Keralite released from jail with help of community highlights need to obey traffic rules, keep documents intact
Dubai: An Indian restaurant delivery boy, who was released from prison this week after community members pooled in to raise blood money for him, has said his case should be an eye-opener for other delivery boys.
Mohammad Rafi from Kerala was released on Tuesday after various benefactors helped him pay the blood money to the family of a man who died after the latter’s motorcycle hit his motocycle last year.
He was sentenced to one month in prison, and pay a total of Dh5,600 in fines and Dh100,000 in blood money. His driving licence has also been suspended for six months from the day of his release.
Recalling the accident, Rafi told Gulf News that he was riding the motorcycle belonging to his company when the accident took place on Shaikh Zayed Road in the busy evening on November 28, 2017.
Companies hire motorcyclists because they can ride fast in traffic to do deliveries. We are under constant pressure.”
– Mohammad Rafi | Former delivery boy
He said the victim’s sports bike hit his bike from behind and the victim died of a head injury after his helmet flew off following the crash.
“I also suffered minor injuries. But unfortunately he died.”
A case was registered against him as investigators found that both riders had been riding on the left lane and Rafi’s motorcycle’s registration and insurance policy had expired.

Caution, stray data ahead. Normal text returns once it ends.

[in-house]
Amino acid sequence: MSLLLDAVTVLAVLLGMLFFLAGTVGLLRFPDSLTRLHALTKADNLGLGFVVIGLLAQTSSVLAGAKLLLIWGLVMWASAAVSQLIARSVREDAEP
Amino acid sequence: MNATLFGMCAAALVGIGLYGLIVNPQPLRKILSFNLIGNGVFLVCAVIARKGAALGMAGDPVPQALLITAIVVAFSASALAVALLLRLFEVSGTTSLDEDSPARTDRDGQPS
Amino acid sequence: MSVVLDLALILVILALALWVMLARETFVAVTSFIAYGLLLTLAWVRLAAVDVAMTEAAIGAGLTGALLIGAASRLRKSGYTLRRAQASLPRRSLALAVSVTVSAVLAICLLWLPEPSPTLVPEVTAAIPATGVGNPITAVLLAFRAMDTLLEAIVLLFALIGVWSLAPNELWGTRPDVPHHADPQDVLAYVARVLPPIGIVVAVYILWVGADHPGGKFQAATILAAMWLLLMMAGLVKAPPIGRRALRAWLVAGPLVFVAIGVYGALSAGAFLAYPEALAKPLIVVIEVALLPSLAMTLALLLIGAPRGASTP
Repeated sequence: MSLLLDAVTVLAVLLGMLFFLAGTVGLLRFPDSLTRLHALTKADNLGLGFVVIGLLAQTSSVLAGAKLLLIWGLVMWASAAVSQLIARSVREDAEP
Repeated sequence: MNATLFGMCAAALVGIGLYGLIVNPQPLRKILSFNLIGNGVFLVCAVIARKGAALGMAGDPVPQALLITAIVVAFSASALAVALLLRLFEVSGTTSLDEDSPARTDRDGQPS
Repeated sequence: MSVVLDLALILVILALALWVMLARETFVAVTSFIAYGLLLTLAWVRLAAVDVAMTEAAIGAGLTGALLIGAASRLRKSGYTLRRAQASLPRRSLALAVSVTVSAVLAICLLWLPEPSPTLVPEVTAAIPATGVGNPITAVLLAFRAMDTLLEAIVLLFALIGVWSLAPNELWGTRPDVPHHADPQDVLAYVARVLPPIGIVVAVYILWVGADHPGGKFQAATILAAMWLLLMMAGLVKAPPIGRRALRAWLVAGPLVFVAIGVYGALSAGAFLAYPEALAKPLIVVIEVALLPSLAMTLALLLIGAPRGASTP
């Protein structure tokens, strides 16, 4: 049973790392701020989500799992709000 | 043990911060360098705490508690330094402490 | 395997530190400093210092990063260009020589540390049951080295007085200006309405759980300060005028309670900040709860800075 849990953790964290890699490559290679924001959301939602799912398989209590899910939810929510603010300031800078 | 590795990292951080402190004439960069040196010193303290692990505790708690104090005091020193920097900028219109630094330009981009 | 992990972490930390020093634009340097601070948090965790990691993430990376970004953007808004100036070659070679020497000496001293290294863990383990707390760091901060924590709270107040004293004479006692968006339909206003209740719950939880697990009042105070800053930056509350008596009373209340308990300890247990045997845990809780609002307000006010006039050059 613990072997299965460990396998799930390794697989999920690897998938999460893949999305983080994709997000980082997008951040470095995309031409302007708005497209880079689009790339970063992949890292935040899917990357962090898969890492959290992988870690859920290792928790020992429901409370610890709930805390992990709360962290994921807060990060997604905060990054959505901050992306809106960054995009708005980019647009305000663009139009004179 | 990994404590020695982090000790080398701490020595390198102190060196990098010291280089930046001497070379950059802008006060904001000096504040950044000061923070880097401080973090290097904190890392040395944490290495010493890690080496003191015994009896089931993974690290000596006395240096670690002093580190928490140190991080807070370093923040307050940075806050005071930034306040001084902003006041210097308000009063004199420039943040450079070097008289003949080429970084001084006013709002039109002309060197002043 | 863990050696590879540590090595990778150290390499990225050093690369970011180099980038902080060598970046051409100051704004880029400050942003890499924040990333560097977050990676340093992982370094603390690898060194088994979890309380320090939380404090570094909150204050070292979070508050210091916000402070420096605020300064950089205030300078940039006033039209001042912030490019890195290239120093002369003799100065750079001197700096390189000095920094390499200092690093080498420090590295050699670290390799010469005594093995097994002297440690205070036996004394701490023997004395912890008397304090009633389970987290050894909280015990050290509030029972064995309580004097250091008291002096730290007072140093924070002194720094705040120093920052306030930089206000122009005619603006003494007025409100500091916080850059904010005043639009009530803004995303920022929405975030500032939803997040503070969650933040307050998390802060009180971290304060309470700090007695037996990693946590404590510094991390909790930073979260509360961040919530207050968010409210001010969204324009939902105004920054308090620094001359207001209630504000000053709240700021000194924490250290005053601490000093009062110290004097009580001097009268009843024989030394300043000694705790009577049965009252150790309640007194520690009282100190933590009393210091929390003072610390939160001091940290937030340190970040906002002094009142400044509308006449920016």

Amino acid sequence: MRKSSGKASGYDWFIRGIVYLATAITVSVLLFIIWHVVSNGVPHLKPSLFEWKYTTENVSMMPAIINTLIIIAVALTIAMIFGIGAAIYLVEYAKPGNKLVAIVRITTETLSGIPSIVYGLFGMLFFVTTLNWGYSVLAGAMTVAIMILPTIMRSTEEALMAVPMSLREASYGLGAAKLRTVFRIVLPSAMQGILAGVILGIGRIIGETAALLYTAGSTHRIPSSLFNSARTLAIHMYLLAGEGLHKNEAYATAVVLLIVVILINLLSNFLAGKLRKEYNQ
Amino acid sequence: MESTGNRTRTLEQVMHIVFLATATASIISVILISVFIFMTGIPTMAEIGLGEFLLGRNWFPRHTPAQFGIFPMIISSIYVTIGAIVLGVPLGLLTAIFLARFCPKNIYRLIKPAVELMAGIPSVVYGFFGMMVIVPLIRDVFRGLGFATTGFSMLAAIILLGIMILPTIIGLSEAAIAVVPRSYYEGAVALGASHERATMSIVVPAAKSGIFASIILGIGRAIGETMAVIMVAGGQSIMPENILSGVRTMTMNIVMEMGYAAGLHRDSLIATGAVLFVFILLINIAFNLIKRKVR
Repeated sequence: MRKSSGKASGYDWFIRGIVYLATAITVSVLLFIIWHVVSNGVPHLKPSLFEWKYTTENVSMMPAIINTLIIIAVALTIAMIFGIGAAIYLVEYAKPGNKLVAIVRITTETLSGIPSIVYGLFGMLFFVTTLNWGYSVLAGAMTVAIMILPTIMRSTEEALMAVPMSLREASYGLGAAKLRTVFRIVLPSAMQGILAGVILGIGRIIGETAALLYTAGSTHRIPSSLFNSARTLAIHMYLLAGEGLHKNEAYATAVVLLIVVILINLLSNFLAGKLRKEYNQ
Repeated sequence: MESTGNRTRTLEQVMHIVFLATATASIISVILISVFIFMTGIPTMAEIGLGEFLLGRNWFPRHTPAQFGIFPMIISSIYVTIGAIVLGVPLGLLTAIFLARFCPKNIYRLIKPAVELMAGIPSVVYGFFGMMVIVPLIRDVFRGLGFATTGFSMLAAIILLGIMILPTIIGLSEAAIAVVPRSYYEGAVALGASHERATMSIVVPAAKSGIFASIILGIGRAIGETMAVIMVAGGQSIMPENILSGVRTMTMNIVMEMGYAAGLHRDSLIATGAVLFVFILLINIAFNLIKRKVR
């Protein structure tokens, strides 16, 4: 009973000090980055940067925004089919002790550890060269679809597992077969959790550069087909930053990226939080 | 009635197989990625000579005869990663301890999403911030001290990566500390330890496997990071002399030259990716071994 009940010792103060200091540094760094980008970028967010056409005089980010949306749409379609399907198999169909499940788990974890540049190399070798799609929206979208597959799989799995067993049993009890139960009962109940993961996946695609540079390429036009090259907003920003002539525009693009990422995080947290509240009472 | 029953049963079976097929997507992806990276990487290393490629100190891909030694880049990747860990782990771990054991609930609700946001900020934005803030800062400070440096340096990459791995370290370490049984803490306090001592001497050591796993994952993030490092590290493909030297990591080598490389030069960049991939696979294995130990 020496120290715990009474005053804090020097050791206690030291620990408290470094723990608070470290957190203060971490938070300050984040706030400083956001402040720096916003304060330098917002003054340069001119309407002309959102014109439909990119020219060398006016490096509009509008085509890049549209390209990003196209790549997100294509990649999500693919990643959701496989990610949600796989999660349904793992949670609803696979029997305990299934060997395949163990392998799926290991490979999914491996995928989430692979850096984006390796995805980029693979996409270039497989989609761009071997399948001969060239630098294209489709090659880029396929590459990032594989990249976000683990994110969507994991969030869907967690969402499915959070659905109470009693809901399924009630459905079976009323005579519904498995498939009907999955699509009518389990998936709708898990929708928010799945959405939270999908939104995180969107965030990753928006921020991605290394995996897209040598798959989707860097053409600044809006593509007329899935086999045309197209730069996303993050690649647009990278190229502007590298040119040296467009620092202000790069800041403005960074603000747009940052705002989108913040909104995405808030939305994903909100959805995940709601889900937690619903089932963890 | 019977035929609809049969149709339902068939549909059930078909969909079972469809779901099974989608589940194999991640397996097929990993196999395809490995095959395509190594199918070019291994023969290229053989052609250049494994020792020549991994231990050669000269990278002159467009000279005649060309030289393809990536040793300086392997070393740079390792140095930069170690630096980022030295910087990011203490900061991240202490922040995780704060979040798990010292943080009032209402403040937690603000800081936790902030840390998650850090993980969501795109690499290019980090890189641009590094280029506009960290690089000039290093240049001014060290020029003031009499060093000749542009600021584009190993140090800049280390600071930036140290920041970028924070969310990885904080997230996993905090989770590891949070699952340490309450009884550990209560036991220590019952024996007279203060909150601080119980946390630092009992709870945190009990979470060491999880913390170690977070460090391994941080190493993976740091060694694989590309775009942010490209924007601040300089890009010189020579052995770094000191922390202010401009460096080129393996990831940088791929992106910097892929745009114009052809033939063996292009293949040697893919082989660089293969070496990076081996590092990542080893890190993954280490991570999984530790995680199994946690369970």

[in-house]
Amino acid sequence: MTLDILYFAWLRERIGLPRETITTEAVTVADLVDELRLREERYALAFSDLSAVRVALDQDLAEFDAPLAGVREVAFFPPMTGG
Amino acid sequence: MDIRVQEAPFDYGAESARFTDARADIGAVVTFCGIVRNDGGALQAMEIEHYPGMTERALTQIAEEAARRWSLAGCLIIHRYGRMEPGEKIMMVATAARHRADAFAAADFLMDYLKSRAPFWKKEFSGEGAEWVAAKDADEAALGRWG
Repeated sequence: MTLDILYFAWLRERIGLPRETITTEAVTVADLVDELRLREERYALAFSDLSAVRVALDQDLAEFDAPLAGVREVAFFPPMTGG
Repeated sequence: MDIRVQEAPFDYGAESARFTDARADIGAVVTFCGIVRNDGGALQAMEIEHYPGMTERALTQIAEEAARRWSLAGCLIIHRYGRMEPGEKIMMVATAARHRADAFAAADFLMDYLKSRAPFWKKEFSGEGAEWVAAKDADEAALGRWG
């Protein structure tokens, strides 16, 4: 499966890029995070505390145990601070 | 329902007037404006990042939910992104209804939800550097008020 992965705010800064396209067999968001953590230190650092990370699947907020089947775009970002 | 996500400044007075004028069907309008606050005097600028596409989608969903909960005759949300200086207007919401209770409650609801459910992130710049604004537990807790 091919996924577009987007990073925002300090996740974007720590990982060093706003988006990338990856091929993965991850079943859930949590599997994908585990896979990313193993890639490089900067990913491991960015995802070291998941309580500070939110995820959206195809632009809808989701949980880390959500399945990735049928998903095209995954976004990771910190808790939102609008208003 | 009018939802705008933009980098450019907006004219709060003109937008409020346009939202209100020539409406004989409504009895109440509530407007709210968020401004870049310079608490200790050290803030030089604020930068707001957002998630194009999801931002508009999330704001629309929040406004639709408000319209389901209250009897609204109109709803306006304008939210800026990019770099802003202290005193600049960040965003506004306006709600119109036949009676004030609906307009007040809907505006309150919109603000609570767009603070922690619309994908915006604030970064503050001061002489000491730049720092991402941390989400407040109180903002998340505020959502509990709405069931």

Rafi claimed he was asked to use that motorcycle by his manager who sent him to pick up another staff member from the Karama branch to the Jumeirah branch.
“It wasn’t the same bike with delivery box which I usually ride. I shouldn’t have obeyed the manager when he assured that he would take care of things if anything went wrong,” said Rafi.
He urged delivery boys to make sure that the documents of their motorcycles are always intact. “We should not take the risk of riding a bike without proper documents.”
He also highlighted the need for riding within speed limits and obeying other traffic rules including not riding on the hard shoulder, a common practice among speeding delivery boys.
“Companies hire motorcyclists because they can ride fast in traffic to do deliveries. We are under constant pressure from both the companies and the customers. So, most of us are forced to crisscross between vehicles and some ride on the fast lane and hard shoulders.”
Social workers and others who helped Rafi also urged employers and customers to be more considerate to delivery boys.